This is a very effective way of networking with members with specific areas of interest.
You can post information about research projects on the News section of a relevant network.
Please note the terms of service for using iCSP and the CSP website in relation to advertising and promoting research:
Term 15.5, section 3:
'Advertising participation in research projects and surveys - users are not permitted to either post or create links to clinical research questionnaires or surveys on the online communities.
'This is because recruitment to research projects or surveys and the information used to recruit participants may be subject to approval by an ethics panel and since we are unable to monitor the status of ethics' applications we cannot permit recruitment directly via our online communities.
'Members conducting research projects and surveys can upload a brief synopsis on the 'news' area of the appropriate online community. Members may also include their contact details and / or a link to a website which provides more information about the project.
'The moderators of an online community will decide whether to approve the item for display on that community. Inclusion of any such request on an online community does not imply endorsement by us or any of our partners or moderators.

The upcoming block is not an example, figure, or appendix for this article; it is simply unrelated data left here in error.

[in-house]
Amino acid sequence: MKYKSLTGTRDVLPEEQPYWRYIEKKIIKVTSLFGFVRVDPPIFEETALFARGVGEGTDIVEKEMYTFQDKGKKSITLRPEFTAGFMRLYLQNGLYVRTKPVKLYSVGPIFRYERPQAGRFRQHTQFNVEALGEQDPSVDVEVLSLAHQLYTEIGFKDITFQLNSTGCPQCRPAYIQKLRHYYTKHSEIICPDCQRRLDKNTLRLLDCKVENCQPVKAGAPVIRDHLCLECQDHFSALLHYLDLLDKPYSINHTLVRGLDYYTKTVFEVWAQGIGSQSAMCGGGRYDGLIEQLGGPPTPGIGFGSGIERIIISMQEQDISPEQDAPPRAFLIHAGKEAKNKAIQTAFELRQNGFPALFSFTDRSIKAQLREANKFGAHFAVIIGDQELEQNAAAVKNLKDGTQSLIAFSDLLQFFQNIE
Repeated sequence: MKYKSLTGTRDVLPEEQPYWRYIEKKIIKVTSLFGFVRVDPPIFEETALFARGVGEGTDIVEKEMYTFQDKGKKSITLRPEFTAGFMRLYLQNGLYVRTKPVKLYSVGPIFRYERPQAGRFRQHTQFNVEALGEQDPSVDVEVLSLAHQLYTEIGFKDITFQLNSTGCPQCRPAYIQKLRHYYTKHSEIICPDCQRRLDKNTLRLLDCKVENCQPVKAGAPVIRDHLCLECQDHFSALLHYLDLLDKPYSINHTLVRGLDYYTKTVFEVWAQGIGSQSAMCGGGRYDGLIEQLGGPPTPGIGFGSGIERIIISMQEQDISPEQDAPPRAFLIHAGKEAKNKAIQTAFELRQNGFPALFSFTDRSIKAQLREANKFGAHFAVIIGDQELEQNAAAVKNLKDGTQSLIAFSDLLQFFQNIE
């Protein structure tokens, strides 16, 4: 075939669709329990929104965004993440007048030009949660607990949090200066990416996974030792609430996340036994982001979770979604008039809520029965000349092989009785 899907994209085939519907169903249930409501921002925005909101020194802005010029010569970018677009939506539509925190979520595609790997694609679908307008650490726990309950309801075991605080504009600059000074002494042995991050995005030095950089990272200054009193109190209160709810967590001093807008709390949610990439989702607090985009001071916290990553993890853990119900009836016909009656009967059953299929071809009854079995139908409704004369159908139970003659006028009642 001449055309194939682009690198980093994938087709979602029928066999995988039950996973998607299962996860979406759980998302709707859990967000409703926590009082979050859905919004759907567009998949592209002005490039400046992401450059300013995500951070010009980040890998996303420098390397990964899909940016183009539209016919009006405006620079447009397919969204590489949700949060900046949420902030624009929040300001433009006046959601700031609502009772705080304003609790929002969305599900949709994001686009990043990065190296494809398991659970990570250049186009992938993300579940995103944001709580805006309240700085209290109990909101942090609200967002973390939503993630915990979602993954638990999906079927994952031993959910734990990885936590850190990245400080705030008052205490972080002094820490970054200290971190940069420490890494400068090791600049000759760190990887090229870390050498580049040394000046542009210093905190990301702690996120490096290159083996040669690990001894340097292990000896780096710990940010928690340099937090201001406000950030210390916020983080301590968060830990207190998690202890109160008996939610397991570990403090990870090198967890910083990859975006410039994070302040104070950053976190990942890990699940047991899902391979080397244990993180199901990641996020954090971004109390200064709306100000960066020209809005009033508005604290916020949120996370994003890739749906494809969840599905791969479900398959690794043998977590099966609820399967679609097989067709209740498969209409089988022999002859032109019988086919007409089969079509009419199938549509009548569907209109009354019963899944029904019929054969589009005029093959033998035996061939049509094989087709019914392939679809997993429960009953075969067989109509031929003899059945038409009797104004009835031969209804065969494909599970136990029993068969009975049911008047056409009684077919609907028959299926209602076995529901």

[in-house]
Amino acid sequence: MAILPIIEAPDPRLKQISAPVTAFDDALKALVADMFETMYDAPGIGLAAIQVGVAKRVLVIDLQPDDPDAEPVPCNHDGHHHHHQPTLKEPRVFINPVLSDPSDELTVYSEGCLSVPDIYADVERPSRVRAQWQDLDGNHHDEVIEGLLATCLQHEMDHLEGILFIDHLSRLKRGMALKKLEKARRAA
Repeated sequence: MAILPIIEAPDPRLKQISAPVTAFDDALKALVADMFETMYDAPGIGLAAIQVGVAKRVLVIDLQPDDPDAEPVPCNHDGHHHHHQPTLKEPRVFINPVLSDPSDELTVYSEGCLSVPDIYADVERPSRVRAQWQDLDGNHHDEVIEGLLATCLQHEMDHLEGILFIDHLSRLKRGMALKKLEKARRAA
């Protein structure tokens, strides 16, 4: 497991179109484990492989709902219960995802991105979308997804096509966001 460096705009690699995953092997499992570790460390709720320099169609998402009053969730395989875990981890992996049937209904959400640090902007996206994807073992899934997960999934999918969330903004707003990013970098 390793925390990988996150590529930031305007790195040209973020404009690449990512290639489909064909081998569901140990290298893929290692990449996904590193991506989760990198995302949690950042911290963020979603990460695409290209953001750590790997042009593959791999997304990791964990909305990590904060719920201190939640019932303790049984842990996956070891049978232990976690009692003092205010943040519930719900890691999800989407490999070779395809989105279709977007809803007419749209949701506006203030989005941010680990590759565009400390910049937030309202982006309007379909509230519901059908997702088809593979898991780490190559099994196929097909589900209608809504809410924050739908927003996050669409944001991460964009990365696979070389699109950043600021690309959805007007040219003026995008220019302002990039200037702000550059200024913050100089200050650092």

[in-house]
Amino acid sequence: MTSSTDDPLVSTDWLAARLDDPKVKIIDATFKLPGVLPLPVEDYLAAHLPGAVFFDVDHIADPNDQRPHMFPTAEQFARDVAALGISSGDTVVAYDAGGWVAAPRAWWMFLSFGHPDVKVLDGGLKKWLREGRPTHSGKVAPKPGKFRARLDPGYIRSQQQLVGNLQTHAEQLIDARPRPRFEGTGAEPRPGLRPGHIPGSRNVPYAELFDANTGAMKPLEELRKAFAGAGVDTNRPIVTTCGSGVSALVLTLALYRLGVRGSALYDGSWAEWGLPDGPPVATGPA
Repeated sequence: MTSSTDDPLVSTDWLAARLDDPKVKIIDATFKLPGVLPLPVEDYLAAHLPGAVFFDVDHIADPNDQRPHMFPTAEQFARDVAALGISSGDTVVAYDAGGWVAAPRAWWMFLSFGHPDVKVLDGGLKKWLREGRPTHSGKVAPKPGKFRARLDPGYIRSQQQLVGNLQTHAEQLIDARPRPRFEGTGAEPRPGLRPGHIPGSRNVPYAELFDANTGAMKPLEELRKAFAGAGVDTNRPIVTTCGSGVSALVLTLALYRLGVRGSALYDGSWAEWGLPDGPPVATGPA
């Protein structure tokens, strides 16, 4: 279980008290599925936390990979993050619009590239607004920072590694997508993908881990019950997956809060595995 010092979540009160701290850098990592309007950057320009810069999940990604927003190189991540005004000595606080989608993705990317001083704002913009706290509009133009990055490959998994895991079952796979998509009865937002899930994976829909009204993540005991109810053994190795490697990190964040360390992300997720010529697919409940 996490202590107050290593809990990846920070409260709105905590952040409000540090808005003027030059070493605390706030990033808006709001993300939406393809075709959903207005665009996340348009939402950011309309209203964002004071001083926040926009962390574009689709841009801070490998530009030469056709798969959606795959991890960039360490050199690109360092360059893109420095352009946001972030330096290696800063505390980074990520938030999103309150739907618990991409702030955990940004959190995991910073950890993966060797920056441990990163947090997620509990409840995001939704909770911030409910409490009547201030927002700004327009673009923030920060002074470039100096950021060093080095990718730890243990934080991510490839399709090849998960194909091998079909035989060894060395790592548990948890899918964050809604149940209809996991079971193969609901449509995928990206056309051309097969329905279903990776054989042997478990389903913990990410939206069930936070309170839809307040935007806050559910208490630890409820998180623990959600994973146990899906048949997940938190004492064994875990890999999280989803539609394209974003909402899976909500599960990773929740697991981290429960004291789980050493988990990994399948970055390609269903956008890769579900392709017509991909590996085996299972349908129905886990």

'It is the responsibility of each user to decide whether they wish to participate.'
The CSP has networks within England and in Northern Ireland, Scotland and Wales. Approaching these networks is an effective way of contacting members in a specific geographical location.
AHPRN is a network open to anyone interested in research related to the allied health professions. It has 21 regional hubs within the UK and Republic of Ireland.
The network offers an effective way of communicating with both clinicians and researchers.
- If you want to contact AHPs in a specific location, contact the relevant hub
- If you want to contact AHPs throughout the UK, the AHPRN research support officer can help you
There are approximately 40 professional networks affiliated to the CSP. These are specialist groups recognised by the CSP. They are self governing bodies responsible for their own finance and organisation.
The professional networks are particularly useful for contacting members with specific clinical interests. The networks have a number of ways of communicating with their members, for example, dedicated websites and newsletters.
Many of the professional networks will facilitate involving their members in research. Each network has its own processes for doing this; therefore you should contact the relevant network(s) for advice.
This is a networking tool hosted on the CSP website. The directory is an effective way of finding physiotherapy researchers for collaborative purposes or for expert opinion.
CSP members who have experience in a particular research area opt to be listed in the directory with details on their research interests and experience. Both members and non-members can search the directory and contact individuals listed in it.